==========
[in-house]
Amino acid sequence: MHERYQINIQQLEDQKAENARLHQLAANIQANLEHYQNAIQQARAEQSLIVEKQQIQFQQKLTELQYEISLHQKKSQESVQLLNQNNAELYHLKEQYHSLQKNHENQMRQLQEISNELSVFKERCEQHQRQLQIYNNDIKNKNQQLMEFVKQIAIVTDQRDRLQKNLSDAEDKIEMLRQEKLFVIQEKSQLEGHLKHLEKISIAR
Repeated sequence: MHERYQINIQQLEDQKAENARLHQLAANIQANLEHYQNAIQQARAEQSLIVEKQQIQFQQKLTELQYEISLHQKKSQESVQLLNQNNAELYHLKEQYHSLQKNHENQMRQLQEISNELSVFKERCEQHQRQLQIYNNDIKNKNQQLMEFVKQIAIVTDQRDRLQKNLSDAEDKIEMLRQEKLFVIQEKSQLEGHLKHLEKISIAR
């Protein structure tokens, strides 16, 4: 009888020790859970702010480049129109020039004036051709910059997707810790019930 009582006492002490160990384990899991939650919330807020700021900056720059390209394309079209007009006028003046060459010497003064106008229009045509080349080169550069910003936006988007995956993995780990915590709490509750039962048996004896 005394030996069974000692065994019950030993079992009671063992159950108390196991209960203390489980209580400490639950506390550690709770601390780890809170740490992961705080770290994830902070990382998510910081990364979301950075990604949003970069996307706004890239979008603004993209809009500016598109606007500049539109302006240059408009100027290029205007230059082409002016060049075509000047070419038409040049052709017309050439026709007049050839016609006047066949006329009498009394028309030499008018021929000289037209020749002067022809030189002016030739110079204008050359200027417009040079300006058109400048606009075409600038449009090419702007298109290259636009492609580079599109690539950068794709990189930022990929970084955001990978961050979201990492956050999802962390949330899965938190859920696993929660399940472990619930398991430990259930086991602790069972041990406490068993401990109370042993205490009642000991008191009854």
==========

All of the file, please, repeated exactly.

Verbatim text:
[in-house]
Amino acid sequence: MHERYQINIQQLEDQKAENARLHQLAANIQANLEHYQNAIQQARAEQSLIVEKQQIQFQQKLTELQYEISLHQKKSQESVQLLNQNNAELYHLKEQYHSLQKNHENQMRQLQEISNELSVFKERCEQHQRQLQIYNNDIKNKNQQLMEFVKQIAIVTDQRDRLQKNLSDAEDKIEMLRQEKLFVIQEKSQLEGHLKHLEKISIAR
Repeated sequence: MHERYQINIQQLEDQKAENARLHQLAANIQANLEHYQNAIQQARAEQSLIVEKQQIQFQQKLTELQYEISLHQKKSQESVQLLNQNNAELYHLKEQYHSLQKNHENQMRQLQEISNELSVFKERCEQHQRQLQIYNNDIKNKNQQLMEFVKQIAIVTDQRDRLQKNLSDAEDKIEMLRQEKLFVIQEKSQLEGHLKHLEKISIAR
């Protein structure tokens, strides 16, 4: 009888020790859970702010480049129109020039004036051709910059997707810790019930 009582006492002490160990384990899991939650919330807020700021900056720059390209394309079209007009006028003046060459010497003064106008229009045509080349080169550069910003936006988007995956993995780990915590709490509750039962048996004896 005394030996069974000692065994019950030993079992009671063992159950108390196991209960203390489980209580400490639950506390550690709770601390780890809170740490992961705080770290994830902070990382998510910081990364979301950075990604949003970069996307706004890239979008603004993209809009500016598109606007500049539109302006240059408009100027290029205007230059082409002016060049075509000047070419038409040049052709017309050439026709007049050839016609006047066949006329009498009394028309030499008018021929000289037209020749002067022809030189002016030739110079204008050359200027417009040079300006058109400048606009075409600038449009090419702007298109290259636009492609580079599109690539950068794709990189930022990929970084955001990978961050979201990492956050999802962390949330899965938190859920696993929660399940472990619930398991430990259930086991602790069972041990406490068993401990109370042993205490009642000991008191009854």